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Deaf School ?

Is this Manilla, built in the 1770s, and named after the capital founded by Spain in the Philippines by The Spanish Minister Ignacio de Coral who enlarged the area? Our guide pointed this out as being the Public Institute for the Deaf and Dumb and Blind or Manillaskolan, founded here in 1819 by P.A. Borg.

A search for this has only revealed pictures of a very different building, so please help me identify this building on the south shore of Djurgården.


Pia K said...

Well, it isn't the main building for sure (which is quite grand and very different to this). It might be an annex, but it doesn't look familiar to me, sorry.

stromsjo said...

We'd have to wait for someone who actually knows. Meanwhile I could provide some random speculation. It does look like a school but the pictures I've been able to dig up of Manillaskolan (and Djurgårdsskolan) look very different. I thought I had the answer for a while when I noticed Nedre Manilla which has a different history but - again - doesn't look like this.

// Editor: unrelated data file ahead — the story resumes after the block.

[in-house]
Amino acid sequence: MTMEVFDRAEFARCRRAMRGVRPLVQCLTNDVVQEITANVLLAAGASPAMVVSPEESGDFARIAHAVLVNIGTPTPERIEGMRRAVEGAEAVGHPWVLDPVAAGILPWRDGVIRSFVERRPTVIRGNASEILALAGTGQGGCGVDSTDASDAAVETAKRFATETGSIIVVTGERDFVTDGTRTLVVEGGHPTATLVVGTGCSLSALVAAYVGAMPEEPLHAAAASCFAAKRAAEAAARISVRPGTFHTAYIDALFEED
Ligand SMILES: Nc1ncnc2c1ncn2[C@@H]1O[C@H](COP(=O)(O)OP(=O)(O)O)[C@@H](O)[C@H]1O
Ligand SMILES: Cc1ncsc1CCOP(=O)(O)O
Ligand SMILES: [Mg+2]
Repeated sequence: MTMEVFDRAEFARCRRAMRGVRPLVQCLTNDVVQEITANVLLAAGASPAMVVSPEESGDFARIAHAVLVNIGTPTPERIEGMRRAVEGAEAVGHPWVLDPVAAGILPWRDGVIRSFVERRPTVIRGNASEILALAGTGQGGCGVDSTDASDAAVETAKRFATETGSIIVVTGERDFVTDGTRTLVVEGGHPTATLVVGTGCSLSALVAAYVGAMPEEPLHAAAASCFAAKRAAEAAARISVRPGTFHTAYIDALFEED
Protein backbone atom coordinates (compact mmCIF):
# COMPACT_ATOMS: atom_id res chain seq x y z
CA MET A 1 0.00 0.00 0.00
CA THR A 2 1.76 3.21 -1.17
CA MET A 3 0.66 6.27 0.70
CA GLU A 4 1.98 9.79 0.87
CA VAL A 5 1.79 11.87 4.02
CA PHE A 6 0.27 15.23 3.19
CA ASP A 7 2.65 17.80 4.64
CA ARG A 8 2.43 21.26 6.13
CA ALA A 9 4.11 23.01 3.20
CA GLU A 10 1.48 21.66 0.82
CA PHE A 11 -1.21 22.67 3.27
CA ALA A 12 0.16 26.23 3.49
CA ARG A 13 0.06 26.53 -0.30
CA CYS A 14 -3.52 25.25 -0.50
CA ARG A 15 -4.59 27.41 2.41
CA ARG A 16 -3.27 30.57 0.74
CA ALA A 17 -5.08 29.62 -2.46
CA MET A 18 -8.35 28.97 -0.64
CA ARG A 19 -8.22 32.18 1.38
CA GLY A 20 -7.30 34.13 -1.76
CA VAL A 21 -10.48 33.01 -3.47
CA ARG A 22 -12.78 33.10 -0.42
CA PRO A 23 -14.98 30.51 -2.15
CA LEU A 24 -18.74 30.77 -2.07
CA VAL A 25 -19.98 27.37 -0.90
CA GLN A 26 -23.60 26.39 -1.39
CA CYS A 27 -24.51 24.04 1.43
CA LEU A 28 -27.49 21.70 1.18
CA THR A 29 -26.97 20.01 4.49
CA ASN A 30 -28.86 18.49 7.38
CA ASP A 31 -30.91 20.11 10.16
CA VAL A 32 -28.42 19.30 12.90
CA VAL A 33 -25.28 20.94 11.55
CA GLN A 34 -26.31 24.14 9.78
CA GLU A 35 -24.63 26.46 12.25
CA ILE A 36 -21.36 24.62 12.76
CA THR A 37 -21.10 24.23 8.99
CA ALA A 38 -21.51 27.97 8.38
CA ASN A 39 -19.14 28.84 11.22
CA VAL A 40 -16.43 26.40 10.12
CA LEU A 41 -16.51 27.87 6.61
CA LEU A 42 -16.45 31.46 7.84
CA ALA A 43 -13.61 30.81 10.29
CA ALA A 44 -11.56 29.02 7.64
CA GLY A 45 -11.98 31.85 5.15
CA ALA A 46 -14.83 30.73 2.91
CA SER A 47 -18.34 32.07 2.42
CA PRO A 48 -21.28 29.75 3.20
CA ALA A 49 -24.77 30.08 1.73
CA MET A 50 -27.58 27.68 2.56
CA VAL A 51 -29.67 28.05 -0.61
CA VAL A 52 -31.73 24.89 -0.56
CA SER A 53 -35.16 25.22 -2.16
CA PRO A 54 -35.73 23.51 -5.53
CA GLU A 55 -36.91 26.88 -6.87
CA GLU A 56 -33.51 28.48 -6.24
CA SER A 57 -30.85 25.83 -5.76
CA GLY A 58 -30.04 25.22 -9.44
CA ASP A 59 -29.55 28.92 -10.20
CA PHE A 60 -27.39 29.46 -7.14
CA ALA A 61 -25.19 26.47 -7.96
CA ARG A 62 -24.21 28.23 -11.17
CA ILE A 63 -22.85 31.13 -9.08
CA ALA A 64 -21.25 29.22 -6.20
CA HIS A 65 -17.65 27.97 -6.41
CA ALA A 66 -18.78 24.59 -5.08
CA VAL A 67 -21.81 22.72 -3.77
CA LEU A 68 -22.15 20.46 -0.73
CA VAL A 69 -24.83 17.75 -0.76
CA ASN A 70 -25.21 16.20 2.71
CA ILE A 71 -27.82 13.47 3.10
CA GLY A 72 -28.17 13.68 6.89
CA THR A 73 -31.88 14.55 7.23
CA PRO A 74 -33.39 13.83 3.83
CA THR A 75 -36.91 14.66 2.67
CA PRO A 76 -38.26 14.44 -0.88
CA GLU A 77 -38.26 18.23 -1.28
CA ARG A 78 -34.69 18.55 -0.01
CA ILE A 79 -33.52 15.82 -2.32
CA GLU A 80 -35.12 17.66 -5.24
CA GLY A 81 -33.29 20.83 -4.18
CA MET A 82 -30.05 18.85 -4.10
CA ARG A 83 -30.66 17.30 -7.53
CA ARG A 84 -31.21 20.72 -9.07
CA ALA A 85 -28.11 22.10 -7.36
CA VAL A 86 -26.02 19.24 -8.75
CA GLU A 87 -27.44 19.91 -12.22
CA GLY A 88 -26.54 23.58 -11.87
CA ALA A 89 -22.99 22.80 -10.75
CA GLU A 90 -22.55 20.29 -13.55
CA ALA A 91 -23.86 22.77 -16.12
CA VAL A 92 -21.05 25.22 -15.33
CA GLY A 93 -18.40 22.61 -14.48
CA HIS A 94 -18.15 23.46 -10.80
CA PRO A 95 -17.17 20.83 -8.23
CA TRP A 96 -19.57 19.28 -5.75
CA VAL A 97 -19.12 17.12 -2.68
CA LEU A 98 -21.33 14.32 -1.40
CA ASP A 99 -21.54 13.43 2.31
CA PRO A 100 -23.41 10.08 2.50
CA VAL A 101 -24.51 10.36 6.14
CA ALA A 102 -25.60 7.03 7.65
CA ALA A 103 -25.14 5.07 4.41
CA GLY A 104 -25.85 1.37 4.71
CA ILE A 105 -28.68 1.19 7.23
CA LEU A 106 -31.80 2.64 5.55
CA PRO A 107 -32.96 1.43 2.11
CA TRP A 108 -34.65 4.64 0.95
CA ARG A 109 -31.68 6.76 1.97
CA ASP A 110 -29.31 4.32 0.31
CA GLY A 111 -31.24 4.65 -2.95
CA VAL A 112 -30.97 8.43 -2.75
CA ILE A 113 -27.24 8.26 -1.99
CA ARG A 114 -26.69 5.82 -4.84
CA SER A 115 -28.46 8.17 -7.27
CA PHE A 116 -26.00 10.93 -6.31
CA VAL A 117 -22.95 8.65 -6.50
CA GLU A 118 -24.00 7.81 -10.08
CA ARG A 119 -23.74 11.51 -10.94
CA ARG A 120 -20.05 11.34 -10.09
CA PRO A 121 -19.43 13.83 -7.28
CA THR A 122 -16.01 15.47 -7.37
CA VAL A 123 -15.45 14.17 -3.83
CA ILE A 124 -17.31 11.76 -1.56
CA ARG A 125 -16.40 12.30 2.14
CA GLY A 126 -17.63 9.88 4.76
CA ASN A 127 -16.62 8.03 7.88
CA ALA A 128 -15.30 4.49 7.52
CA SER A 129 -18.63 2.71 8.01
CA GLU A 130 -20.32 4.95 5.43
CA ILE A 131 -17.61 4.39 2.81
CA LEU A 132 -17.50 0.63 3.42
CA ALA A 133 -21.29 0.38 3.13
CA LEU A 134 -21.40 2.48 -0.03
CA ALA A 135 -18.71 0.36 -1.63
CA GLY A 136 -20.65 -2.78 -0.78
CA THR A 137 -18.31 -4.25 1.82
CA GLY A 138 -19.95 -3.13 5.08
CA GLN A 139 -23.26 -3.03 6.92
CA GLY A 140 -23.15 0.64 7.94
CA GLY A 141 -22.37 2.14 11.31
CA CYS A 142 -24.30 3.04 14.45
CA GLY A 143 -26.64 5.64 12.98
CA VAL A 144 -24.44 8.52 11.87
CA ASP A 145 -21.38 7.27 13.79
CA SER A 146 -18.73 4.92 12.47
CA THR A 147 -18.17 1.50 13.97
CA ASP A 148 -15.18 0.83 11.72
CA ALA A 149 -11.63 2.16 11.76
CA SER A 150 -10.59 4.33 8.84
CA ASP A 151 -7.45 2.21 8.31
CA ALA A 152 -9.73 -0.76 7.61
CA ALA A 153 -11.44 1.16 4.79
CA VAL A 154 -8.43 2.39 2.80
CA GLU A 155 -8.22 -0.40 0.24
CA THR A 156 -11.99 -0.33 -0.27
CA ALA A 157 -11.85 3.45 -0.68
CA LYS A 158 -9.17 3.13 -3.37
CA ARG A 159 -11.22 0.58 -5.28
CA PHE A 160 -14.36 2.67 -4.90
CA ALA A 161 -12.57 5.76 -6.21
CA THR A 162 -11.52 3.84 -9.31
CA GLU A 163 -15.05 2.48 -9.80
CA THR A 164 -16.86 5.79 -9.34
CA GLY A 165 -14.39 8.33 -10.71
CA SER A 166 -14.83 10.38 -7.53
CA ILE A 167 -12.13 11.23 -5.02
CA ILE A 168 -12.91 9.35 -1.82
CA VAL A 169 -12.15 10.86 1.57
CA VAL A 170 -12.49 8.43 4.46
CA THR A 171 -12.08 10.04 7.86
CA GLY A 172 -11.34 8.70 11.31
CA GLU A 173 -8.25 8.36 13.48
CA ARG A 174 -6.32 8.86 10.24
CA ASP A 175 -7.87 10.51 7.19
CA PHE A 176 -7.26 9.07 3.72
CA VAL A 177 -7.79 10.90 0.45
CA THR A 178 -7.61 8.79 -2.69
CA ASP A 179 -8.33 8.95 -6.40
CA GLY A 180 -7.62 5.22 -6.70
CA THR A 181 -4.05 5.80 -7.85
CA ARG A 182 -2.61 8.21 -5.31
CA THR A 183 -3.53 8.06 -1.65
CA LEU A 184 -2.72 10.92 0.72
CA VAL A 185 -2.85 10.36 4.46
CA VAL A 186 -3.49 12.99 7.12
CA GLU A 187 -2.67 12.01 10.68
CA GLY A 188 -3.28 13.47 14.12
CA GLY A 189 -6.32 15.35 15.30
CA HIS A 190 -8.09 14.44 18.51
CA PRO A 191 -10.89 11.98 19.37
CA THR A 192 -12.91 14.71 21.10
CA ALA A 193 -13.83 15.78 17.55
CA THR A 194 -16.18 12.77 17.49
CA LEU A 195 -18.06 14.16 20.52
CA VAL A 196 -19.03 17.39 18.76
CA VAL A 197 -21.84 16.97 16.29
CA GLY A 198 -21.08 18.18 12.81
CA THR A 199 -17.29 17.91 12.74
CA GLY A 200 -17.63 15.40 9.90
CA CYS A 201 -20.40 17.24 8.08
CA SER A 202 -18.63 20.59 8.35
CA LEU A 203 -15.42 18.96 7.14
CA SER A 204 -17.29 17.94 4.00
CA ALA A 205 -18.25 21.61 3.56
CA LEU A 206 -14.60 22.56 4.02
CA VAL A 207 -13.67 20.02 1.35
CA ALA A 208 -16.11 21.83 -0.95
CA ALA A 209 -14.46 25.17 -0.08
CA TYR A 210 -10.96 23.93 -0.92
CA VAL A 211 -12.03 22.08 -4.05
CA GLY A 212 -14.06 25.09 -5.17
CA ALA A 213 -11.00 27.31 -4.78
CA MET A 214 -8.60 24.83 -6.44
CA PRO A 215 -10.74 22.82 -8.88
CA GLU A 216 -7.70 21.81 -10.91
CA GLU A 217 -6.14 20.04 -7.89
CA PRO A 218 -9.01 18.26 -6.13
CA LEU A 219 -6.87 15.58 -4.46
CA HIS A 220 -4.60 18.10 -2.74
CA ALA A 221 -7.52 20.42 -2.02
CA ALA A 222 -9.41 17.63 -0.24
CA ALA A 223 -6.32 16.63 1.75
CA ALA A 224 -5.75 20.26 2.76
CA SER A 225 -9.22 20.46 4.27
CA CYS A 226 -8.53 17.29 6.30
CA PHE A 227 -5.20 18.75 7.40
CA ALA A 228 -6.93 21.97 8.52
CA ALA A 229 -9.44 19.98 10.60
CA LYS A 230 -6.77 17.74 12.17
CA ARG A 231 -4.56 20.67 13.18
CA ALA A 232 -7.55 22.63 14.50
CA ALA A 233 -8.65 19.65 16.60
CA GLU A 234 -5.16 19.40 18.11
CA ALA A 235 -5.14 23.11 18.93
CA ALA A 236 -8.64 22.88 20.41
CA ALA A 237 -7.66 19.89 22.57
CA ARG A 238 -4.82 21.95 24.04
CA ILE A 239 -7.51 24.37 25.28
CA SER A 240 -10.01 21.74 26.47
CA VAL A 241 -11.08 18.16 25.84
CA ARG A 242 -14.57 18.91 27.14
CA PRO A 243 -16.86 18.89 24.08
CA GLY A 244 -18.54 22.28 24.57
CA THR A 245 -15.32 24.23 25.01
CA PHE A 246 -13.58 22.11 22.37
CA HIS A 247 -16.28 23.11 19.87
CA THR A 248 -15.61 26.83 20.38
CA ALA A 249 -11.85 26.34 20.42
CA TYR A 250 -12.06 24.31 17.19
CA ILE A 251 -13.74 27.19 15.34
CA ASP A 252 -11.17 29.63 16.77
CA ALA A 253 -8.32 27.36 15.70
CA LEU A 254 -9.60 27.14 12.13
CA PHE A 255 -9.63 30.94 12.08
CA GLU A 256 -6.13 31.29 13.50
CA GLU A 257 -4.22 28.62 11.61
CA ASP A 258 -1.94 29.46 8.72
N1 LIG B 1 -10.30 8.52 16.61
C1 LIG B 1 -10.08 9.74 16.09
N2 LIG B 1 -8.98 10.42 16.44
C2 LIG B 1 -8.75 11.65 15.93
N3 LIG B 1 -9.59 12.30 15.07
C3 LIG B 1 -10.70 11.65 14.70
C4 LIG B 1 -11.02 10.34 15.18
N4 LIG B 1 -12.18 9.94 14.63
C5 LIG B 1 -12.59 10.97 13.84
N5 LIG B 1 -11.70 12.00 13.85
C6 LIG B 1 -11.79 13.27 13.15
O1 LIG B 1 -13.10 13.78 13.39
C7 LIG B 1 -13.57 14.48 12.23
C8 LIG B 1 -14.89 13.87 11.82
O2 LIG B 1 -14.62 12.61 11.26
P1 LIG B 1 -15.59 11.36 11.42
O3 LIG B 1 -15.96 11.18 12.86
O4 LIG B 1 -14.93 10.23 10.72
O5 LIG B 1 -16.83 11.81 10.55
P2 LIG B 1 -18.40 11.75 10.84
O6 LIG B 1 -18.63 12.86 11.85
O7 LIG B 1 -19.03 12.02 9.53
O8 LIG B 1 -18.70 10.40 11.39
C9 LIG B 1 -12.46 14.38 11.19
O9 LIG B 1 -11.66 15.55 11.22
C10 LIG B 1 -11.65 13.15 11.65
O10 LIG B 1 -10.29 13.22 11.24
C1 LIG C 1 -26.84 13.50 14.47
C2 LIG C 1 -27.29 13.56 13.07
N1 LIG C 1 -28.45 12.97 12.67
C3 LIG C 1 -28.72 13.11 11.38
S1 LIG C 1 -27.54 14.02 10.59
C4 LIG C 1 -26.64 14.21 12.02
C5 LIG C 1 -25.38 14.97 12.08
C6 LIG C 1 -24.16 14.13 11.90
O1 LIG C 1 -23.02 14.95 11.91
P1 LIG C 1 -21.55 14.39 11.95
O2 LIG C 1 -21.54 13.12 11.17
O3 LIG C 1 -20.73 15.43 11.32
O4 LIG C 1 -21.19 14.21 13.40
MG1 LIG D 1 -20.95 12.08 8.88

Gerald (Ackworth born) said...

It is now obvious from the correct location of a later photo [thanks bcp] that this building is in the area known as Blockhusudden.

Anonymous said...

You are absolutely right! The building in question is Stora Sjötullen “Big Sea-Customs” it is located at Blockhusudden. Significant buildings From Blockhusudden (Stora Sjötullen) are Täcka Udden (Wallenberg family residence), Manillaskolan (school for deaf children) and Waldemarsudde (Prince Eugens estate).

plenty more from Stockholm, Sweden - click on photos to enlarge!